• Thorny

    well in the Uk, the atheist population is about 40-44% of population and i expect that to rise a lot in the current census, so I dont think it will ever peak and start declining as there are very few atheist people who find religion and much more religious people who realise the truth

  • Sarah

    In America, non-religion will probably peak at 30-35% in the next decade or two. Science is constantly getting dogged in our education system, more devout people are choosing to homeschool their children as to not to let public schools influence their faith teachings, and super/mega churches and spiritual gurus are on the rise. If we can fix our educational systems, then I believe we may have another surge of “nones”, but until then, I don’t think the status quo will be changed all that much.

  • My daughter is a senior in high school. She engages in religious discussions regularly, and it is her experience that her peers are in no way ashamed to admit they question the religion of their parents.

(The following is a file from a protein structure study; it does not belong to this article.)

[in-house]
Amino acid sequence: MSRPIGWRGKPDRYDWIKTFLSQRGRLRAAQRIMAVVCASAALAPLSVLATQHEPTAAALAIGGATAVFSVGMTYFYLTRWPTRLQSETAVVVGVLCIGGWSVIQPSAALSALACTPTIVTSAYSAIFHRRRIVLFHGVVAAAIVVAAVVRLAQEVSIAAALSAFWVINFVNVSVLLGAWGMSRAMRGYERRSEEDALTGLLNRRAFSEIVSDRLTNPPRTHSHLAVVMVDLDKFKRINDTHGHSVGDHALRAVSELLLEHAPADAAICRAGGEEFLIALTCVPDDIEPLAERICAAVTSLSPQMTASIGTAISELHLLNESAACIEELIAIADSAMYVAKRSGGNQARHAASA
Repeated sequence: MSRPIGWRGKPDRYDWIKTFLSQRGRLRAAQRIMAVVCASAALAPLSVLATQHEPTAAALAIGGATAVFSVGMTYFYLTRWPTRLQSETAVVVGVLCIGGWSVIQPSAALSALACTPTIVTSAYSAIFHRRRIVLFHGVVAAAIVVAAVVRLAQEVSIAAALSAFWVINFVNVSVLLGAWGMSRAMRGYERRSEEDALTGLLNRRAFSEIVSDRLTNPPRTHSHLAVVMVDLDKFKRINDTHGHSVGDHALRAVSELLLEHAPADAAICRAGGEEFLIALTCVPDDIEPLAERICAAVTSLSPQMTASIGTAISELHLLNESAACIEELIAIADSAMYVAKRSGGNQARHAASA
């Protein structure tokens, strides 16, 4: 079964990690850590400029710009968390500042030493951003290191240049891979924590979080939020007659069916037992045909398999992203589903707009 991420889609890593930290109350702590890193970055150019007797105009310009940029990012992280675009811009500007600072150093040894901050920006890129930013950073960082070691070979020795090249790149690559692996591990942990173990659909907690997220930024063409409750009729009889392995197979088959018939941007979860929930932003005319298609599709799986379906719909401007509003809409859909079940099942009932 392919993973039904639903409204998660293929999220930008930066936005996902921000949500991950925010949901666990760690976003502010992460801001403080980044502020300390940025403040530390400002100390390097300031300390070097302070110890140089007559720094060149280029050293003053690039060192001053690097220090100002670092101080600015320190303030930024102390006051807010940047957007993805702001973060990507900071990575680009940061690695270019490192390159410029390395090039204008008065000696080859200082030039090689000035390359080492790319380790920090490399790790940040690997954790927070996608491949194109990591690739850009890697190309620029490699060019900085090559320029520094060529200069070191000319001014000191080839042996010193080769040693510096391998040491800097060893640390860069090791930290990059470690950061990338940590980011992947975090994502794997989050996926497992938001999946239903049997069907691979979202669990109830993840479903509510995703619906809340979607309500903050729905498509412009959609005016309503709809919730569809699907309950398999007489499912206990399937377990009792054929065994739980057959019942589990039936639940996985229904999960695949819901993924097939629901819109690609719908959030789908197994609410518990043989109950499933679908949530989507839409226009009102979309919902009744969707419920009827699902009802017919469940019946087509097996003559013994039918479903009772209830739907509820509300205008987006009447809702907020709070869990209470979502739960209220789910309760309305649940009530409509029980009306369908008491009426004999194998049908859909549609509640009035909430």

Perhaps this anecdote is simply a reflection of the rebellious nature of teens, and we live in an urban area, but one that is on the edge of the south (DC suburbs.) Atheism is much more acceptable to them than it was when I was young, when you would be ostracized for even thinking such a thing.

    I am still discouraged by the fact there is only one SSA in our entire area, though. I hoping as my younger daughter enters high school in the fall, she will be motivated to do something about that. She is more like her mother…;)

  • Blasphemy is a victimless crime

    While it would be nice to see the percentages rise in the current UK census, I am not to optimistic. I know a lot of people who have never believed in any god, have never attended any church or other place of worship yet will still unthinkingly put CoE as their religious preference.
    While I was at school, religious indoctrination was next to non existent, but they went out of there way to push the message that we should always fill out CoE as our religious preference regardless of our actual beliefs.